So if I do have a ‘block’, what I do is leaf through my old sketchbooks where I’ve written and drawn things over the years to see if it it sparks off any ideas. My other method of breaking through a block is the long walk back from drop-off (about 45 minutes). Great for thinking, and if this doesn’t work, there are a couple of good cafes with state-of-the-art coffee machines en route where I can use some hard hitting caffeine to kick-start the grey matter. That and an almond croissant or a Pastéis de Nata (Portuguese custard tart) will usually do the trick.

How has your career changed after having children?

I gave up work entirely and decided to devote myself to being a full-time, full on mother. I was quite old for a first time mum so the whole pregnancy, giving birth and weaning possibly took it out of me more than it would a younger woman, and I had no extra energy for anything else. I was also extremely lucky that I was financially stable and could do so.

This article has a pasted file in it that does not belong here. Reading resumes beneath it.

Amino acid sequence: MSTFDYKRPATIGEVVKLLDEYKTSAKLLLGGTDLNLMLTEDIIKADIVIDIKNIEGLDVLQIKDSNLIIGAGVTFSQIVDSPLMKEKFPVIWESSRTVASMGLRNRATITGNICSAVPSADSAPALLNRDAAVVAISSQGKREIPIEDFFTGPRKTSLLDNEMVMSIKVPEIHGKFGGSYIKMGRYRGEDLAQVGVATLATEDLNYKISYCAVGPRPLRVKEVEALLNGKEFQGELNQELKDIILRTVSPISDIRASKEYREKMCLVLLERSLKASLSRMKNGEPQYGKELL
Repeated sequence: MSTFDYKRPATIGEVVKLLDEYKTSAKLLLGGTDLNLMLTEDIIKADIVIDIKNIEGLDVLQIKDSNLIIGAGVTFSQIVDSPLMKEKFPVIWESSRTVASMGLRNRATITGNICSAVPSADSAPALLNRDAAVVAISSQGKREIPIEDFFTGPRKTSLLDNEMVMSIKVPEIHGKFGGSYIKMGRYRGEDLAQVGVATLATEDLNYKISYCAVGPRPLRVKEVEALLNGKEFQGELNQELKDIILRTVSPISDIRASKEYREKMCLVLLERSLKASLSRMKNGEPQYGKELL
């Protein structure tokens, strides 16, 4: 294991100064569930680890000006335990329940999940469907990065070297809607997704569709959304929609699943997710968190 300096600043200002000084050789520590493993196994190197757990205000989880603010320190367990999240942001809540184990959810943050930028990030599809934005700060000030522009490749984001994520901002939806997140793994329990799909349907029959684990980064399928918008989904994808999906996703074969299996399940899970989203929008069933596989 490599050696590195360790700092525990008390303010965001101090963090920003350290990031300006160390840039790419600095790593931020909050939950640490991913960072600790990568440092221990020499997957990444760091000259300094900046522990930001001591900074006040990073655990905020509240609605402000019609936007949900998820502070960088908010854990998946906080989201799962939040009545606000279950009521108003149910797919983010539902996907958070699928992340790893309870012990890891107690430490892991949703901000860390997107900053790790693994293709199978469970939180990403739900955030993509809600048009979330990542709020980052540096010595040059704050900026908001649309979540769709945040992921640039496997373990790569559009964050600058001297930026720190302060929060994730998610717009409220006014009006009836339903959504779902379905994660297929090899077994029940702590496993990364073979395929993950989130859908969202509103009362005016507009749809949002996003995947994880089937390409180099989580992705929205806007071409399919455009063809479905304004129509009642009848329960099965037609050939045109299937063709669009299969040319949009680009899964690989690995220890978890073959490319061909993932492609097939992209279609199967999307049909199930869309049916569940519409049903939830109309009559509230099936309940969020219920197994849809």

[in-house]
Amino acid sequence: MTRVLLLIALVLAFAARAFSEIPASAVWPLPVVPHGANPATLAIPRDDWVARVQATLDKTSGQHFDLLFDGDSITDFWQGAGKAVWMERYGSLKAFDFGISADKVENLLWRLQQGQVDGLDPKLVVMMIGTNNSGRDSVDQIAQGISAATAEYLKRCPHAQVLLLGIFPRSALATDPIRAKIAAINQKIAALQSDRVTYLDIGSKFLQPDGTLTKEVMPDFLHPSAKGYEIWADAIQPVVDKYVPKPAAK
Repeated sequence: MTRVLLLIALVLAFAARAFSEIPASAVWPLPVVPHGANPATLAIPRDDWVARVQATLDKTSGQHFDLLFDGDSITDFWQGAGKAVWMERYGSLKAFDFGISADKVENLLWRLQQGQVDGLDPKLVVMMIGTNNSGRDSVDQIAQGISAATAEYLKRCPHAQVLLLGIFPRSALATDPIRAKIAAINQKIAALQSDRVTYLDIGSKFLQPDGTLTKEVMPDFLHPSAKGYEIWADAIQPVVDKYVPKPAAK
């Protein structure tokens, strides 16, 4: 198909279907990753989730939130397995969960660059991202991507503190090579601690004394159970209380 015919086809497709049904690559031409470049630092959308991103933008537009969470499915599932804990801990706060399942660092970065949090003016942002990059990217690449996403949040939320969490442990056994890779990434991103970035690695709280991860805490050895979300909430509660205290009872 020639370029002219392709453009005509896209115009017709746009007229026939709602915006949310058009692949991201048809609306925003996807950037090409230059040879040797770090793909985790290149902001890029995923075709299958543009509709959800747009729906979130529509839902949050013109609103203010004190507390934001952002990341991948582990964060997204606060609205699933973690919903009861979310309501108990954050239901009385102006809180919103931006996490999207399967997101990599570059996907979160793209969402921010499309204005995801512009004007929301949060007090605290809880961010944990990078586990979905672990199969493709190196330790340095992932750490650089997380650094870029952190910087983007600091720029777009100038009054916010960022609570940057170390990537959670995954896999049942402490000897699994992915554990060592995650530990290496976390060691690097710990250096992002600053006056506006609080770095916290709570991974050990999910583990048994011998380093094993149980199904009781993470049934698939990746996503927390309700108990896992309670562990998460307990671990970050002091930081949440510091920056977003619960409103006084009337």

I remember a cousin saying that when I did go back, the work would be richer for having had the experience of becoming a parent and I’m sure this is true. The strange thing is that I seem to have even more energy and wider interests than before and am open to exploring many areas that I wouldn’t have considered in the past.

For instance, I wrote and illustrated my first children’s book last year. I’d never really had any thoughts about children’s publishing but all that changes with bedtime reading, library visits and school books. Suddenly there’s a world that’s open for exploration. I created a town inhabited by ordinary people but with a magical river running through it where different adventures happen. The first in the series is called The Barmies. There are two more books in the offing and if I ever spend more than a couple of weeks without writing and editing these, my son reminds me that at least half his year at school are waiting for the sequel! No pressure then!

I am also very fortunate that I can work in my studio which is in our house. When school finishes, I can show everyone what I’ve been doing during the day and even welcome suggestions! Children are nothing if not honest about what they see and won’t hesitate to give it to you straight and with none of the diplomatic pussyfooting around that we adults do. I’ve learnt to be much less thin-skinned about criticism.

You’ve got a book coming out this Christmas?

The plan was for the ebook of Heir Raising to be out this Christmas as well as the sequel to The Barmies, which was published last December. As I’ve now got three projects on the go as well as looking after the family, we’ll have to shelve this until next year.